Dr. Vander Veer says, in a discussion reported in the Journal of Medical Society of New Jersey, February, 1930: "Dr. Wynne, Health Officer of New York City - gave me a clue to the subject of economics in which he said that we doctors had been going along the same old lines and had not created any new business, so I finally evolved this as a slogan in New York State: We cannot get away from the lay organizations, therefore we will lie down with them and ask them to provide means for carrying on the health programs and we are going to benefit ultimately from the periodic health examinations by an increased income. As a concrete example, take a town of 3,000, if only 200 come to us for examination at $3.00 each that would be $600 that would accrue to be divided among the doctors; if 100 came for examination at $25.00 each there would be $2,500 to be divided.

Vander Veer gives more statistics about the fees they would receive and then says: "That is the thing that strikes home to our doctors in New York State." Thus the reader will see that I am right in saying that physicians are using the various lay organizations, Parent-Teacher Associations, etc., to build business for them. The Red Cross has long been a tool of these men.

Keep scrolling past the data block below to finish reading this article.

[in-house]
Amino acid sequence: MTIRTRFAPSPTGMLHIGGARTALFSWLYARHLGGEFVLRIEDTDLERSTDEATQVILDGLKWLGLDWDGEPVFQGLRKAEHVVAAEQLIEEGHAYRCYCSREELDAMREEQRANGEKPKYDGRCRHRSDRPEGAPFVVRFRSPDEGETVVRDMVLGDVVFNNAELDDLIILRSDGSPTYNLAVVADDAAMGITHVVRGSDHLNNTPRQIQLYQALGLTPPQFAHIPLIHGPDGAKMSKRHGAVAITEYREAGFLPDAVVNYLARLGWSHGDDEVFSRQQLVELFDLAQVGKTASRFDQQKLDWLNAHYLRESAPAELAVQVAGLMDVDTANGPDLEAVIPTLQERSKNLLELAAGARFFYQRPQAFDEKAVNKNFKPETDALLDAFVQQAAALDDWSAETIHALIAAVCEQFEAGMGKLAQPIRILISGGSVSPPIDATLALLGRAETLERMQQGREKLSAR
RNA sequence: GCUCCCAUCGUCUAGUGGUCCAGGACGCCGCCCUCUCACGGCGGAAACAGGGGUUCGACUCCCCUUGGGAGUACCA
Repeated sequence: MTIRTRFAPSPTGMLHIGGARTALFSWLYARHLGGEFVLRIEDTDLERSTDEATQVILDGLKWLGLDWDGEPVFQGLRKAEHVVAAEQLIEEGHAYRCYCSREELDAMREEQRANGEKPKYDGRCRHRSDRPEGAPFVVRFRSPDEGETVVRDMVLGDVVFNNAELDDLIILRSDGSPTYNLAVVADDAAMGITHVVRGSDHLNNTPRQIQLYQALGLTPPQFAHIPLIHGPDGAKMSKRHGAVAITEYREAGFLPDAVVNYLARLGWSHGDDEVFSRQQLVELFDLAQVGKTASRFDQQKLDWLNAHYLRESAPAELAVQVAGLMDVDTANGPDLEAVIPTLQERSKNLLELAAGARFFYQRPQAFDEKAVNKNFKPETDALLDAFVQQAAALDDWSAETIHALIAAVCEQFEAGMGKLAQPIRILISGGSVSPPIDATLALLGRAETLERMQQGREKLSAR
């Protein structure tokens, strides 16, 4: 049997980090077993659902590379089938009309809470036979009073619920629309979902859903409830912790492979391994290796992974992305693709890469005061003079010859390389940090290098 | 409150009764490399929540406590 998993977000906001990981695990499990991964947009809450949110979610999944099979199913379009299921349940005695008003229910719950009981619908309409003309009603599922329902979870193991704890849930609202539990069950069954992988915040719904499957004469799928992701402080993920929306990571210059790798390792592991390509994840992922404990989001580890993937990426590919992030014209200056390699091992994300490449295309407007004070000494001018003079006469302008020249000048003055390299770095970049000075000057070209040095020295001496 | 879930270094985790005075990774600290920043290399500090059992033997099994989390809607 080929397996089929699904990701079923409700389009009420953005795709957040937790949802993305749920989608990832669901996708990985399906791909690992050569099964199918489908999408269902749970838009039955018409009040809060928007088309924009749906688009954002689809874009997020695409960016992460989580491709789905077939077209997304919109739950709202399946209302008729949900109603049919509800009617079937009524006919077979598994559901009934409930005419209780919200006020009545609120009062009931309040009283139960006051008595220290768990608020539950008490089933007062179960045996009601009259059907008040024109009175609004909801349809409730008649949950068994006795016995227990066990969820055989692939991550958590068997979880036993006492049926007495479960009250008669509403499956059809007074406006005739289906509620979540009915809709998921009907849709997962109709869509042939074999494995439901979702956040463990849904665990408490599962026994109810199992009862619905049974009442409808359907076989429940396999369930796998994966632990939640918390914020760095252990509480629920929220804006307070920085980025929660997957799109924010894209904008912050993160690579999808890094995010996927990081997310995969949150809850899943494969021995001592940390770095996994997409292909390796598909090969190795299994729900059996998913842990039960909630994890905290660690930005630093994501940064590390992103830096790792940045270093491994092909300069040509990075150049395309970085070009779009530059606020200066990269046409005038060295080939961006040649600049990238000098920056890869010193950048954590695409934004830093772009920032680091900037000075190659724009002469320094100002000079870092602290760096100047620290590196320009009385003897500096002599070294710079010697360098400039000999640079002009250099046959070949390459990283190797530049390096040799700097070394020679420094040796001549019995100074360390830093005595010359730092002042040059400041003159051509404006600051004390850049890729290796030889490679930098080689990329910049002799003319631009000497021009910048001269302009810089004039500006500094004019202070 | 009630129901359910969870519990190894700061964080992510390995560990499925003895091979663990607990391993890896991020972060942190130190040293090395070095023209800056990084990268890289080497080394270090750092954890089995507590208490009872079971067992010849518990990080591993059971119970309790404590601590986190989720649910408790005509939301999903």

In the early part of 1930 one of my readers sent me a news clipping from the Cincinnati Times Star, headed Health Work Aids Doctors. It said "thousands are sent to physicians as result." The whole article is as follows: "Are ‘socialized’ health agencies preventative and curative, bringing lean times and reducing the number of physicians and other private health workers?

"Do public clinics, public hospitals and public health departments affect the income of physicians, surgeons and dentists?

"These questions, presented Saturday to Health Director William H. Peters, brought the declaration that in his judgment the only effect was that practitioners had to modify their activities.

"Dr. Peters pointed out that when Cincinnati purified its water there was an almost entire elimination of thousands of cases of typhoid fever and other water-carried diseases, treatment of which gave an immense revenue to physicians, nurses and others.

"On the other hand Dr. Peters said the medical inspection of schools by publicly employed district physicians aided private practice. Thus the inspectors discover defects in children, which are reported to parents and thousands then take their children to the family physician or a specialist.